“The idea of this human rights group came up a year ago. This is a need. It wasn’t because of the Trump election,” Yepsen told a group of reporters gathered in the mayor’s office, before the question could be asked. “It was more a case of: we need to be a better city. And being a better city means we take care of our citizens. I would like to have a resource to help ensure we can maintain our status as a community that fosters mutual respect and understanding among racial, religious and nationality groups in the city.”
The Schenectady County Human Rights Commission served as an informational resource, said Yepsen, who also consulted with state legislators. The Schenectady Commission, which was established in 1965, is a policy-making body composed of 15 commissioners appointed by the County Legislature. The proposed seven-member Saratoga Springs task force will differ in regards to the amount of power it may wield.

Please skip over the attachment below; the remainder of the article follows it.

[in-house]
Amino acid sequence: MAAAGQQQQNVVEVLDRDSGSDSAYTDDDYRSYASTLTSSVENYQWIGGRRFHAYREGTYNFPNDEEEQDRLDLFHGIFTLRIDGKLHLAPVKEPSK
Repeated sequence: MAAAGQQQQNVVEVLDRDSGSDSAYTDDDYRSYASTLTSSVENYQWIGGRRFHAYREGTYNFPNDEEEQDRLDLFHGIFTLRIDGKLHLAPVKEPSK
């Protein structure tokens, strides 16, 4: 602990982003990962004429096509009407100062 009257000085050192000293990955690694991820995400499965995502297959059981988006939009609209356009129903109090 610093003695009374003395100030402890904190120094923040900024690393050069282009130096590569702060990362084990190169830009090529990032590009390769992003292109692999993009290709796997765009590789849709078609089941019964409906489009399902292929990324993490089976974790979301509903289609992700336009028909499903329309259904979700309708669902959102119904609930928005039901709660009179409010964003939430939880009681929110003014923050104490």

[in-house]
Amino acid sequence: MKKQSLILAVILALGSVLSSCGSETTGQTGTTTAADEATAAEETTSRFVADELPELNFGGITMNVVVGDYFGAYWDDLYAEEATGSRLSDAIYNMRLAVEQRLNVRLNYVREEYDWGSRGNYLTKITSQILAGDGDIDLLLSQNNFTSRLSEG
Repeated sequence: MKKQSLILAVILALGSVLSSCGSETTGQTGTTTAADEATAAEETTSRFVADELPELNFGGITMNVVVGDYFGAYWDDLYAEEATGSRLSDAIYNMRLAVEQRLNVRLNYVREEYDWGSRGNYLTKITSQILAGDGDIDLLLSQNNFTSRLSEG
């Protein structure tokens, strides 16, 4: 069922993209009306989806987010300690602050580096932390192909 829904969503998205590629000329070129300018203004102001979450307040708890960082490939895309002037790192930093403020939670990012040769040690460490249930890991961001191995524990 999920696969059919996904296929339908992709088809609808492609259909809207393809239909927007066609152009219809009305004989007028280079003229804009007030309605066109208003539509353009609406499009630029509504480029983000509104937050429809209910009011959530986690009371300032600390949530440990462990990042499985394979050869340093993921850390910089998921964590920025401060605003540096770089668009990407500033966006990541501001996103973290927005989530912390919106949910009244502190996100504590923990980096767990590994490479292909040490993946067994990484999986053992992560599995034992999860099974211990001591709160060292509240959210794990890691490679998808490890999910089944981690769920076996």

“The Commission in Schenectady County can take calls and work on cases. We’re not going to be qualified to do that, but we do have a lot of organizations in town that are, and we can suggest a list of referrals – like EOC, like the Racecourse Chaplaincy, like the Legal Aid Society,” Yepsen said.
“We depend greatly on people from other cultures to work here. Let’s face it, there are 2,500 different people working for the racing industry and many of them are Latinos. I think there are seven different dialects spoken on the backstretch alone and more and more of these families are settling in our city as community members. We also have a lot of restaurant workers who come here and try to make a go of it, so we’re trying to respond to their needs.”